A Year Without Mac: A Remembrance
Fans around the world mourn collectively today on the anniversary of the tragic passing of Mac Miller. After a long-documented struggle with mental health and drug addiction, Malcom McCormic fell victim to his disease by way of accidental overdose. While the dealer of the drugs is now being charged with his murder, nothing truly takes the sting away of losing a great music mind riding the peak of his prime.
While there is certainly tragedy to be felt and strong sorrow to emote, Mac Miller’s portfolio of work was honest, true, and above all, transparent. Fans gathered at Blue Slide Park in Mac’s hometown of Pittsburgh today to sing “Self Care”, in choir, celebrating the rappers life – the first single off his last album (“Swimming”), which has posthumously been awarded Platinum status by the RIAA. “Self Care” needs no explanation. “Swimming” is very much a walk across the line in the sand for Mac, with one side being a cry for help, and the other side being personal rehabilitation and triumph over his demons.
From lyrics on the opening track “Come Back to Earth”, Mac begins the hook with:
“My regrets look just like texts I shouldn't send
And I got neighbors, they're more like strangers
We could be friends
I just need a way out of my head
I'll do anything for a way out
Of my head…”
Before transitioning directly into:
“In my own way, this feel like living
Some alternate reality
And I was drowning, but now I'm swimming
Through stressful waters to relief…”
“Self Care” is no different, fully embodying the theme of the album. The song is split into two parts, as if to symbolize the hectic and muted deliriousness of mental illness and addiction, into finally, a calm and cathartic escape. The music video reinforces this feeling further; Beginning with homage to “Kill Bill” depicting Miller buried alive inside of a makeshift coffin. By the second act, Mac emerges in time and tune with the track. Unfortunately… much like Miller’s life, the rapper carves “Memento Mori” into the coffin, translating in Latin to: “Remember that you have to die”.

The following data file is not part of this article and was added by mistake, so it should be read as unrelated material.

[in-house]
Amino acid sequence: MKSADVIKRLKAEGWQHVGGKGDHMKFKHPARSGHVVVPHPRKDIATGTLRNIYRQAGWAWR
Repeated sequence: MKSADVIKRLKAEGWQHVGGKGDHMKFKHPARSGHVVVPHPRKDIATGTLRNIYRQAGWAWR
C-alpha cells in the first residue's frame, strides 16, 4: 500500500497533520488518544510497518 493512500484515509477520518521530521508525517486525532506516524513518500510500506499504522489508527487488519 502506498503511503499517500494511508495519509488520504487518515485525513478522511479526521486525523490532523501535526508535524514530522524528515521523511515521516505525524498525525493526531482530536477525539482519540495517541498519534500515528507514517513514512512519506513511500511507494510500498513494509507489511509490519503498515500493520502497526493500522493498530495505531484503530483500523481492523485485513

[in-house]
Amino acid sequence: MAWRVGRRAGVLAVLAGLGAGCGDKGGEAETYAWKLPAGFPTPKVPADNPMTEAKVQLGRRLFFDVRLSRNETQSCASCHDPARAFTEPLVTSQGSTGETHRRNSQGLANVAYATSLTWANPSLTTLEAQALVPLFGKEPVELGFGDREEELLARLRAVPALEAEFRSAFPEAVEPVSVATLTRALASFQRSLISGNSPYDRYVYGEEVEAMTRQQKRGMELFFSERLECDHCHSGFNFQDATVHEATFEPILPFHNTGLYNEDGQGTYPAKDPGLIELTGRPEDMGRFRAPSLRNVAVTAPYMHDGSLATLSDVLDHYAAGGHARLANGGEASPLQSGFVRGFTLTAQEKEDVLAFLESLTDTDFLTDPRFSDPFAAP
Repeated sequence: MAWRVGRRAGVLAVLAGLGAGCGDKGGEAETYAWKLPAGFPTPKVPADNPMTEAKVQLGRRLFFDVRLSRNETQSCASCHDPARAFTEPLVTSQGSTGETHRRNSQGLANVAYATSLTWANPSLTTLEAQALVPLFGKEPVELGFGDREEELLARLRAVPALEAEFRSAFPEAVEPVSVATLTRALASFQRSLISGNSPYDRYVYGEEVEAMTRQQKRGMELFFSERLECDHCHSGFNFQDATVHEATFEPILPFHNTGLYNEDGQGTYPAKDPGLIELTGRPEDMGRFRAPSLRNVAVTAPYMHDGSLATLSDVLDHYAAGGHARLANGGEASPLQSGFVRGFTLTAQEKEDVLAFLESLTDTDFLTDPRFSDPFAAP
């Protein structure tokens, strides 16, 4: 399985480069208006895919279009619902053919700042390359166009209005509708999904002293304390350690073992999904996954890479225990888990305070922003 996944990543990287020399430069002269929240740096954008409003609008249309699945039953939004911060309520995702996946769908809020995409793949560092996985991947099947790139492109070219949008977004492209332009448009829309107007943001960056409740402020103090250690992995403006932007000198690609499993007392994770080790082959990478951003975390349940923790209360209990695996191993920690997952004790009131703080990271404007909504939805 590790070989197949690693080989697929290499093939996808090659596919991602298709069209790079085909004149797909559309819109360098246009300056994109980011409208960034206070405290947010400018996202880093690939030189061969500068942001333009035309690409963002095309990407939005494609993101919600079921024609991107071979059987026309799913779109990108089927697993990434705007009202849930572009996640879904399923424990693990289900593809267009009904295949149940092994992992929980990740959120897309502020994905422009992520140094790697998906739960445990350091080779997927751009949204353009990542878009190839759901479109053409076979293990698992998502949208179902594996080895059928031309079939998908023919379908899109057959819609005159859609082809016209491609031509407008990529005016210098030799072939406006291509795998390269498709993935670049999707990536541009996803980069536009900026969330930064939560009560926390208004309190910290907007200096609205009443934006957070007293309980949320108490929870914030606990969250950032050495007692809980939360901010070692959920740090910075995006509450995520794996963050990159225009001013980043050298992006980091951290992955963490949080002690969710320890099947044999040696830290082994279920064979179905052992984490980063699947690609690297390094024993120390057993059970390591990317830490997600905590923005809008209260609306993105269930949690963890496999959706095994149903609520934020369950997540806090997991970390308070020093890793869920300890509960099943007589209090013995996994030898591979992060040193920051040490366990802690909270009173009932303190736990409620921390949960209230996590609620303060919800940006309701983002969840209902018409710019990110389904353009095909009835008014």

Before becoming a martyr for mental health and addiction in the rap community, Mac found his way to championing many sounds and styles in an ever-evolving rap meta. Starting off in his teens as an upbeat “Frat-Rapper” style artist, Miller made songs that appealed to masses while highlighting his creative wordplay. Never afraid to show a wide range of emotions, Mac’s first full length album “Blue Slide Park” swings from kickback anthems like “Party on Fifth Ave”, through self-indulgent and chip-on-shoulder hype songs as heard of “Smile Back”, before taking a dive into emotional heart-string-attackers like “Missed Calls”. Everything you could ask out of a debut studio album… Mac gave us. “Blue Slide Park” was the first indie studio album to chart at #1 on Billboard in the 2010 decade.
If you followed Mac after his meteoric initial success, you got to hear industry pleasing mixtapes like “Macadellic”, as well as experimental lyric heavy albums like “[…]Movies”, and “GO:OD AM”. Over these two albums, both certified Gold by RIAA, Mac shows off the full scope of what he is able to do through songwriting (Watching Movies), followed up with what he is able to lyrically (GO:OD AM). Meeting in the middle, Mac’s fourth studio work plays as a dedication to the love and lessons he’d been exposed to from the prominent women throughout his life. From his grandmother, to (at time) girlfriend Ariana Grande, Mac delivers on listenability, marketability, and vulnerability. “Cinderella” ft. Ty Dolla $ign is everything a mature (keyword) human emotion can convey in a rap form – also a two part track in it’s full length. It’s more adult than a mushy love track, and yet, more mature than a typical rap sex anthem (Looking at you “Some Cut”).
Through five albums and seven mixtapes, Mac left us with what is unfortunately a lifetime of work from the Pittsburgh native. And while “Swimming” may be considered his best work despite being his most tragic… we don’t have to fall back on tracks like “2009” to remember Mac by. Mac would probably want you to listen to your favorite “Mac Milli” song today. Whatever the track was that turned you onto his deep and broad understanding of music mixed with incredible one-of-a-kind lyricism.
If you’ve never heard a Mac Miller song in your life… I have a suggestion. Take a listen to one of his earliest tracks below. Listen to it today to pay respect to his life. Listen to it tomorrow when you wake up for work and need that inspiration to keep going. Listen to it when you’re sad. And most importantly, listen to it when you’ve had a great day and you need the perfect vibe.
“Brand Name” off Mac Miller’s third album “GO:OD AM” hears Mac rap:
“To everyone who sell me drugs
Don't mix it with that bullshit
I'm hoping not to join the twenty-seven club”
Mac Miller died on September 7th, 2018 at the tragically prime age of 26 in Studio City, California.